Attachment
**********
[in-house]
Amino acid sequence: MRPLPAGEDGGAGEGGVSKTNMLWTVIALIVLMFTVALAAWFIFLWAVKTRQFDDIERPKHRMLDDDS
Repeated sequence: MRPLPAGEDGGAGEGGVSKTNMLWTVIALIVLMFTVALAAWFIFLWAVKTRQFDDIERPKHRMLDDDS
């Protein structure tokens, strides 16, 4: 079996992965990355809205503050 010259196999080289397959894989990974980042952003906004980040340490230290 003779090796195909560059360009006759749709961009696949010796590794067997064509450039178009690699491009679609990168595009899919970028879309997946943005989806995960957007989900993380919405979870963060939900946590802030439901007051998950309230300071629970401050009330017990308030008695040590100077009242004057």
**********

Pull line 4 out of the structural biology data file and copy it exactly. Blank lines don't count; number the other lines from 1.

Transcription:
């Protein structure tokens, strides 16, 4: 079996992965990355809205503050 010259196999080289397959894989990974980042952003906004980040340490230290 003779090796195909560059360009006759749709961009696949010796590794067997064509450039178009690699491009679609990168595009899919970028879309997946943005989806995960957007989900993380919405979870963060939900946590802030439901007051998950309230300071629970401050009330017990308030008695040590100077009242004057």